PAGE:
Four New Twitter Updates You Might Have Missed

Social media moves fast! It seems like we’re only able to make it a few months before our newsfeeds are once again filled with complaints about Facebook’s latest design overhaul. Twitter has been no exception to the rule. In just a few months, the platform boasts a brand new look and a handful of new features and advertising options. To make things a bit easier, we’ve compiled the platform’s most recent updates into one digestible post.


1. New Twitter Cover Photo for Profiles

Twitter has a brand new look. Just over a month ago, Twitter launched customized profile headers, a feature quite similar to Facebook’s Timeline Covers. If you haven’t already, upload a new photo today. Twitter suggests an image that is 1252 x 626 pixels and less than 5MB.


2. Twitter’s New ‘Like’ or ‘Star’ Button

Social media enthusiasts may soon find themselves ‘Liking’ tweets now, too. As of last week, Twitter is testing a ‘Like’ or ‘Star’ button in place of its traditional tweet ‘Favorite’ button. While the function remains the same, Twitter noted they are testing these ‘light-weight’ terms in an effort to streamline and maximize engagement.


3. Advertising Surveys

User may have noticed surveys from the @TwitterSurveys account, similar to how Sponsored Tweets are presented in the tweet stream. So far, the surveys have asked users to answer a few questions about a brand’s products and services. A Twitter representative explained that brands will be able to leverage this tool as a gauge of brand sentiment and will have the ability to target specific demographics as they do with Sponsored Tweets. Twitter began testing this function after announcing its partnership with Nielson earlier this month. This feature is being tested on a small user group now, but is expected to roll out to all users early next year.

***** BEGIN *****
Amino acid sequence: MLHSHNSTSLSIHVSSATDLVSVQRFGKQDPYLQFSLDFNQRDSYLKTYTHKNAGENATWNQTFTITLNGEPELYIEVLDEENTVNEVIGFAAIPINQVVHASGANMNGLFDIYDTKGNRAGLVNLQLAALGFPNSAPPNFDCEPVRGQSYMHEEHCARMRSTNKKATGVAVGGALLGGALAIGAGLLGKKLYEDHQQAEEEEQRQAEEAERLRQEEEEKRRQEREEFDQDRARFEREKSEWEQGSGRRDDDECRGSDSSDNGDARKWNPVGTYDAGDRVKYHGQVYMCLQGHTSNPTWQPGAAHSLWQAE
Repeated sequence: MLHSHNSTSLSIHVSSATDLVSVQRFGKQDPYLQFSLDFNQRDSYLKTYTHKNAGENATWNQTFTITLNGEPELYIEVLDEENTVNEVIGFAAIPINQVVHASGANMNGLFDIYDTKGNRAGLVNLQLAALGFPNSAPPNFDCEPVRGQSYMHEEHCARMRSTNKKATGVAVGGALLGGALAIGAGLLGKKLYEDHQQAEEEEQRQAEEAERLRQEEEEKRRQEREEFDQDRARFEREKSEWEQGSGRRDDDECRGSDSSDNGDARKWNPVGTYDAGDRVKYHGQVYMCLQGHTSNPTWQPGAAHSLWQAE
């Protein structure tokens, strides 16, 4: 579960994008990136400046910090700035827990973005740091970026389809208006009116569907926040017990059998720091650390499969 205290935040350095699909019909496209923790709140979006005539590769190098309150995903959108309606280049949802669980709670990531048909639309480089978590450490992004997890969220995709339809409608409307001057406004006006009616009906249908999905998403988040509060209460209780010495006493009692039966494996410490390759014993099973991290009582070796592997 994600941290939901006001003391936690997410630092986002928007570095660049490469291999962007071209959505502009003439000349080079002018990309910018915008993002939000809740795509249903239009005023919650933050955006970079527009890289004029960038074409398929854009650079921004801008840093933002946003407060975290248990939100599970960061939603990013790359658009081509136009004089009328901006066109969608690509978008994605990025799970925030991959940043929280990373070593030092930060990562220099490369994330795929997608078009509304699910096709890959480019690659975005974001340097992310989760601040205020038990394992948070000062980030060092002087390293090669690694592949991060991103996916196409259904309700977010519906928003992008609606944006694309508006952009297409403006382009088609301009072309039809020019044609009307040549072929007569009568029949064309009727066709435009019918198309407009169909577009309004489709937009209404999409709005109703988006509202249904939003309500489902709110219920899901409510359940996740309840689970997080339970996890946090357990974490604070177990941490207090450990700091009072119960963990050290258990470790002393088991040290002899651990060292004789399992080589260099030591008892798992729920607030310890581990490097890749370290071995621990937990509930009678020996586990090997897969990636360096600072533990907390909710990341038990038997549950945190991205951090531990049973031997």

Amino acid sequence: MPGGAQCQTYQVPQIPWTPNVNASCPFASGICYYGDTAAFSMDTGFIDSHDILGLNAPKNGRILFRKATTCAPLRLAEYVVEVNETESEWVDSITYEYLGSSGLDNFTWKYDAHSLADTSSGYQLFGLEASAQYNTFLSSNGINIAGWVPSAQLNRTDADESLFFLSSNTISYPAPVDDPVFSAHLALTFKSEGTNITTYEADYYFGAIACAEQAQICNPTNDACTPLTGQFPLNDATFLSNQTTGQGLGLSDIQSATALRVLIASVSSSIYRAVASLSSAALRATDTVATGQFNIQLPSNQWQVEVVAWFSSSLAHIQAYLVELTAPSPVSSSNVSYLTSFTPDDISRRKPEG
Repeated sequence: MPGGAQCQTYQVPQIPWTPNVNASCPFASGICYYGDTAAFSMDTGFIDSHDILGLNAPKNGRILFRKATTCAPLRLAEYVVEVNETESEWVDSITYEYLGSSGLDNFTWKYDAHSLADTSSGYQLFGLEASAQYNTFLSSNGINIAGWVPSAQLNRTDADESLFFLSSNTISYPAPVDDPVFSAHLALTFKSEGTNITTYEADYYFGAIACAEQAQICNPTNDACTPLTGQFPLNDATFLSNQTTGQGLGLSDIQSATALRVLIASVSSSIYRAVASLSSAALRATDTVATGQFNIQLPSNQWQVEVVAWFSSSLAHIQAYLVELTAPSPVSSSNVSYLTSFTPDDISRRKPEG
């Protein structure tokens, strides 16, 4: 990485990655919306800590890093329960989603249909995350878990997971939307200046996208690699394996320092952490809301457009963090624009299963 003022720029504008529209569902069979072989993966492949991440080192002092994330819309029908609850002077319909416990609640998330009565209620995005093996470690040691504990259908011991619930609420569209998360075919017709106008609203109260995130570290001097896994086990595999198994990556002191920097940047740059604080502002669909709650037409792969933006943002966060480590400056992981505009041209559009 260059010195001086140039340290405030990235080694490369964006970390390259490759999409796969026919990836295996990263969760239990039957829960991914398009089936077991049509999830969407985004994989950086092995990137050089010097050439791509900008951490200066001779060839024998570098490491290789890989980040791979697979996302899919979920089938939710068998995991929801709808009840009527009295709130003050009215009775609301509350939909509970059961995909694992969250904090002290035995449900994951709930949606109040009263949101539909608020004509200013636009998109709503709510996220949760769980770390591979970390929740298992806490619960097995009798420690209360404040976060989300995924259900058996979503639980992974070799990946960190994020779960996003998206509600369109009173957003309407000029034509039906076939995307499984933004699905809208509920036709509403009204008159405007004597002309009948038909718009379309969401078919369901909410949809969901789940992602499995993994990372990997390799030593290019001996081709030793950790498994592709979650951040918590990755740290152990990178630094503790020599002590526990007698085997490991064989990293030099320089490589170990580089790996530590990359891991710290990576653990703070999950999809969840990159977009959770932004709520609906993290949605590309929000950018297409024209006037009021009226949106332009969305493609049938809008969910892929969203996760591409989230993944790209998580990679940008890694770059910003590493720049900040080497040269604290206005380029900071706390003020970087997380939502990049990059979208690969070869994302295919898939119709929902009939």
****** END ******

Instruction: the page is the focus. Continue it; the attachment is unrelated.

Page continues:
4. Gender Targeting

On top of this year’s interest-targeting and location-targeting release, Twitter introduced gender-targeting to its advertising platform last week. While Twitter has to rely on gender prediction from ‘contextual’ signals, the social media network claims 90% accuracy in gender identification and targeting.


So what’s next you ask? In an appearance with the Online News Association in San Francisco last month, Twitter CEO Dick Costolo, divulged what we can expect to see from Twitter over the next few months. This includes a Twitter-owned curation tool as well as the ability to download an archive of your tweet history.

What new Twitter feature is on your wish list? Let us know in the comments below.